Can I Wear a Maternity Belt While Sleeping?

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Everyone expects to have problems getting a good night’s sleep after having a baby, but a staggering 78% of women experience sleep problems at some point during pregnancy.

From nausea and heartburn to frequent urination, heartburn, body aches, and even unusual dreams, pregnancy affects every part of a woman’s body and can make it incredibly difficult to get a good night’s sleep.

If you suffer from pain and aches during pregnancy, you may be wondering if the body supports like a maternity belt can help you get some much-needed rest.

Let’s learn about how pregnant women can sleep better, and answer the question, ”can I wear a maternity belt while sleeping”.

Why Is it Hard to Sleep During Pregnancy?

A woman’s body undergoes many changes that can make it difficult to sleep during pregnancy. Here are just a few of the things that affect sleep throughout a pregnancy:

First Trimester

While many of the most dramatic physical changes are experienced later in pregnancy, the huge changes in hormones can affect sleep during the first trimester.

Women can experience nausea, a frequent need to urinate, and also simple aches, pains, and body fatigue.

Second Trimester

While the second trimester can be easier from a hormonal perspective, there are still associated causes of insomnia and disturbed sleep.

Increased pressure on the stomach can cause heartburn, which worsens at night. Many women also experience leg cramps that begin in the second trimester and interfere with sleep.

Third Trimester

The weight of the baby can make it difficult to sleep during the third trimester.

Frequent urination from pressure on the bladder, shortness of breath from pressure in your chest when laying down, and hip and back pain from pressure on the spine can all cause difficult, restless nights.

Leg cramps and restless leg syndrome can all worsen in the third trimester as well.

Can I Wear a Maternity Belt While Sleeping

Can I Wear a Maternity Belt while Sleeping?

A maternity belt can support the weight of the stomach, reducing pressure on the lower back and making women more comfortable. But can a pregnancy belt be worn when sleeping? The answer is no.

Pregnancy belts should only be worn for 2-3 hours a day at most.

Over-using a maternity belt can contribute to weakness and inflexibility in muscular and connective tissues that women need during labor and recovery, and, in some cases, can pose a risk to the baby.

While a maternity belt may provide greater comfort for short periods during the day, here are some better ways to get a good night’s sleep while pregnant:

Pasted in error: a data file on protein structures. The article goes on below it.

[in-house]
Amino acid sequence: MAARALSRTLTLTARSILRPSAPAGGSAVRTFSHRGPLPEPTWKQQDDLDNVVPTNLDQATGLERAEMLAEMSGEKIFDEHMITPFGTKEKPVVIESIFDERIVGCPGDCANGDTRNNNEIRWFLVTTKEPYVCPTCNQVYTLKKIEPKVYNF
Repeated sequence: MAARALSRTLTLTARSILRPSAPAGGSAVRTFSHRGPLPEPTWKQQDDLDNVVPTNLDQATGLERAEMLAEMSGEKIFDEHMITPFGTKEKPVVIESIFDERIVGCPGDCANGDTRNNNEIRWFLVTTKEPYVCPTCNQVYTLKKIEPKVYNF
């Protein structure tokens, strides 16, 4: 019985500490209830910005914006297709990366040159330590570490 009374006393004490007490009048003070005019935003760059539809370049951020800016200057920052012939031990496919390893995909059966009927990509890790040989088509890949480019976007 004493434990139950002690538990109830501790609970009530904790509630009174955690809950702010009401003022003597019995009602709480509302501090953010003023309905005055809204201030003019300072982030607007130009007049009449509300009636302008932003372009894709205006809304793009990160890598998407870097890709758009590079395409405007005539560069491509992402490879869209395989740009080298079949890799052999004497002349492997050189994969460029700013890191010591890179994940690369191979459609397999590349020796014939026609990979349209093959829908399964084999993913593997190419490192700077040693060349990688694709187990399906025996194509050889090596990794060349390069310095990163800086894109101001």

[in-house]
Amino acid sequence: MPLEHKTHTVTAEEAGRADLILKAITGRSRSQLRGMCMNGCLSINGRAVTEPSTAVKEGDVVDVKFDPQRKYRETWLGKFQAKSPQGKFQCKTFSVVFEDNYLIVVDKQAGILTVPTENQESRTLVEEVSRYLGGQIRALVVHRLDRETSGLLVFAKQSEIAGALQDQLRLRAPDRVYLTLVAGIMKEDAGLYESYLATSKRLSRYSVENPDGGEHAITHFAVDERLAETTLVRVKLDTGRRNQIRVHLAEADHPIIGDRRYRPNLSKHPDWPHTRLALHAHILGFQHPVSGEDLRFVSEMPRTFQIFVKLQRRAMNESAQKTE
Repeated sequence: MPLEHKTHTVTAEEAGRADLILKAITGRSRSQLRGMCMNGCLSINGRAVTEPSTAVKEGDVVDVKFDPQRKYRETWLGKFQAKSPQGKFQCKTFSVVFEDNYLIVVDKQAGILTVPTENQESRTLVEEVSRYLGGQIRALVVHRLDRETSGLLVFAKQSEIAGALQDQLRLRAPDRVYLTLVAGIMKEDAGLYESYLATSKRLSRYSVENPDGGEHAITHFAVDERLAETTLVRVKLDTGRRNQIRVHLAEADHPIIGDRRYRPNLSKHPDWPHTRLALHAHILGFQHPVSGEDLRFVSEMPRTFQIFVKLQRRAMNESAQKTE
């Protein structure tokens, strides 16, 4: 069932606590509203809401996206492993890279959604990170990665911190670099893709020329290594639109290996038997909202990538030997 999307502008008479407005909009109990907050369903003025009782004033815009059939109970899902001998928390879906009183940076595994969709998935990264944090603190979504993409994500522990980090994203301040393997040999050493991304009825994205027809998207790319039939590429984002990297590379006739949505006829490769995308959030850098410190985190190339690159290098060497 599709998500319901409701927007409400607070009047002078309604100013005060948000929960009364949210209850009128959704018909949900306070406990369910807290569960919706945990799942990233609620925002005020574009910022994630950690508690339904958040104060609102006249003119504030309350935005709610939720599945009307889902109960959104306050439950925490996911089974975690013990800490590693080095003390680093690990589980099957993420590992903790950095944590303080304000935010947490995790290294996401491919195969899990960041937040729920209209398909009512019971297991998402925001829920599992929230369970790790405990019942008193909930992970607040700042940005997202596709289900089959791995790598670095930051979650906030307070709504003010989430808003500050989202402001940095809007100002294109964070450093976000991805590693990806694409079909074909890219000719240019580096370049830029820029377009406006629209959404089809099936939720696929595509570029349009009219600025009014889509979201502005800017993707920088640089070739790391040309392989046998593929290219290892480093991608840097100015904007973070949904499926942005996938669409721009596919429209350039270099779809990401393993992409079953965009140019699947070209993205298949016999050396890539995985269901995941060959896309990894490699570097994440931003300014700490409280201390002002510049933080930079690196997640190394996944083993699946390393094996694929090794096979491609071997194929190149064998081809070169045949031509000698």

Use a Maternity Pillow

There are many pillows available specifically designed to help pregnant women get a comfortable night’s sleep.

Body pillows can be used to support the stomach, or wedges can be used to support the knees. Maternity pillows can also be a great solution for stomach sleepers, who have particular difficulties with sleeping while pregnant.

Get Plenty of Exercise

Exercise is practically a solution to everything. It is good for the muscles, joints, and heart and lungs. It improves mood and cognition. It eases labor and recovery.

And it also helps to reduce insomnia and make it easier to sleep at night.

Limit Caffeine and Water Late in the Day

Whether you are pregnant or not, having caffeine late in the day often interferes with sleep. Try to only have caffeinated beverages before noon.

Drinking too much water late in the day can also lead to late-night urination, particularly for pregnant women. Try to stop drinking water a couple of hours before going to bed, to sleep more deeply.

Reduce Stress

Stress is one of the biggest causes of sleeplessness and insomnia. While it isn’t easy to simply reduce the factors that cause stress in our lives, taking time for calming activities like meditation or journaling can help to manage stress and improve sleep quality.

Increase Calcium and Potassium Intake

Calcium and potassium can help to reduce the leg cramps so many pregnant women experience, but magnesium is essential for the body to process calcium.

Take a supplement with all three nutrients, or eat foods that are high in all three, like tree nuts, navy beans, summer squash, citrus fruits, and stone fruits.


If you are experiencing consistent pain or a troubling lack of sleep, always talk with your doctor.

Your doctor can rule out medical causes for these concerns, and advise you on the best way to sleep better during pregnancy. Do not wear a pregnancy support belt overnight.

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